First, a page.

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News Analysis

Morsi Becomes Egypt's 'New Pharaoh'

Sun, November 25, 2012

Ryan Mauro

On November 21, Egypt’s Muslim Brotherhood President Mohammed Morsi was praised for his role in brokering a ceasefire between Hamas and Israel. He had positioned himself as the moderate peacemaker worthy of the $1 billion per year the U.S. had given his predecessor. The very next day, he cashed in his good will with an enormous power grab that made him, in the words of one prominent Egyptian, the “new Pharoah.”

It is apparent that the two events are connected. Morsi’s role in the negotiations was not motivated by a desire for everlasting peace between Israel and Hamas. After all, Hamas is the Palestinian branch of the Muslim Brotherhood and so they share the same goals, such as the elimination of Israel. Morsi and the Brotherhood did not condemn the firing of a single rocket before or during Operation Pillar of Defense. Once it began, Morsi threatened Israel and sided with Hamas.

The ceasefire was the product of the Muslim Brotherhood’s political strategy. Morsi won the admiration of the West without betraying his ideology or his Hamas comrades. His political success in Egypt is dependent upon improving the economy and foreign aid can help him, such as the $6.4 billion package promised by the European Union just before the fighting began. Even more importantly, Morsi sought to convince the West that he’s such a valuable partner that we must turn away as he transforms Egypt into a Sharia state. Morsi dramatically expanded his power grab as his importance was fresh in the minds of Western policymakers.

Already, Morsi had strengthened his grip over the government, media, military and free speech. Morsi went much further by declaring that none of his rulings can be challenged until there is a new constitution and parliament. He declared that the Supreme Constitutional Court could not dissolve the Islamist-stacked committee drafting the next constitution that institutes Sharia as the law of the land. He also fired the country’s top prosecutor-general that was a holdover from Hosni Mubarak.

Morsi contended that the expansion of his power is necessary to defeat a conspiracy by former elements of the Mubarak regime that are stifling democratic reform. The government-controlled media called it a “corrective revolution.” In an example of the “freedom” that Islamists believe in, those who phoned into the state radio station agreed with Morsi. He also tried to minimize blowback by promising $5,000 to the families of those killed during the revolution and $3,333 to all who were injured.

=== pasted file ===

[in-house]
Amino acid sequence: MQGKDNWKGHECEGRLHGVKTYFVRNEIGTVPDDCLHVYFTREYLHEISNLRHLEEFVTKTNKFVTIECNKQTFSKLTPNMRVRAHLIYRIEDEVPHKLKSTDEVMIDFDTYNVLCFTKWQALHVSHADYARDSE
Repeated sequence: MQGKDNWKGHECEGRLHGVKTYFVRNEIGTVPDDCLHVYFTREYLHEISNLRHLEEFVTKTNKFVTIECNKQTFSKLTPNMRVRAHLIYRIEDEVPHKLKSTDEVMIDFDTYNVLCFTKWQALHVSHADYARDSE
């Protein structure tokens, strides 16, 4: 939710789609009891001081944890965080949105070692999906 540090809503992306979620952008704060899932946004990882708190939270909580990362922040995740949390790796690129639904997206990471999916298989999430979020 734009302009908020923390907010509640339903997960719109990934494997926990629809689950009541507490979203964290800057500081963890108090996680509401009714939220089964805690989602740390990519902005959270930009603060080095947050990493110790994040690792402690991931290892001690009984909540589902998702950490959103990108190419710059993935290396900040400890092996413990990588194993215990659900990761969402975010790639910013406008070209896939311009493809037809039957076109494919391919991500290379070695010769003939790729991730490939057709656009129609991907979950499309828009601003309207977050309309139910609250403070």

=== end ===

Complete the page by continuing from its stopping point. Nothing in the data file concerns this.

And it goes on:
The former director of the United Nations International Atomic Energy Agency, Mohammed El-Baradei, tweeted, “Morsi today usurped all state powers and appointed himself Egypt’s new pharaoh.” El-Baradei’s statement is significant because he used to have a friendly relationship with the Brotherhood. One of Morsi’s Coptic Christian aides resigned.

On Friday, hundreds of thousands of protesters assembled in Tahrir Square in immediate reaction to Morsi’s announcement. The Muslim Brotherhood headquarters in Alexandra, Port Said, Suez and Ismailia were attacked by demonstrators. Clashes were also reported in Cairo, Alexandria and Giza. The independent newspaper Al-Masry Al-Youm’s front page story was that Morsi had become a "temporary dictator."

“This is a crime against Egypt ant a declaration of the end of [the] January revolution to serve the interest of the Muslim Brotherhood dictatorship. The revolution is over and the new dictator has killed her. His next step is to throw Egypt in prison,” said the chief editor of Al-Tahrir, Ibrahim Eissa.

The United Nations and European Union criticized the power grab. The U.S. had a lighter tone, saying it “raises concerns for many Egyptians and the international community.” It called for “calm” and “all parties to work together.”

For Morsi and the Muslim Brotherhood, the ceasefire was just a tool for its Islamist agenda.

Ryan Mauro is ClarionProject.org's National Security Analyst and a fellow with the Clarion Fund. He is the founder of WorldThreats.com and is frequently interviewed on Fox News.


See ClarionProject.org's related article Morsi Following Khomeini’s Gameplan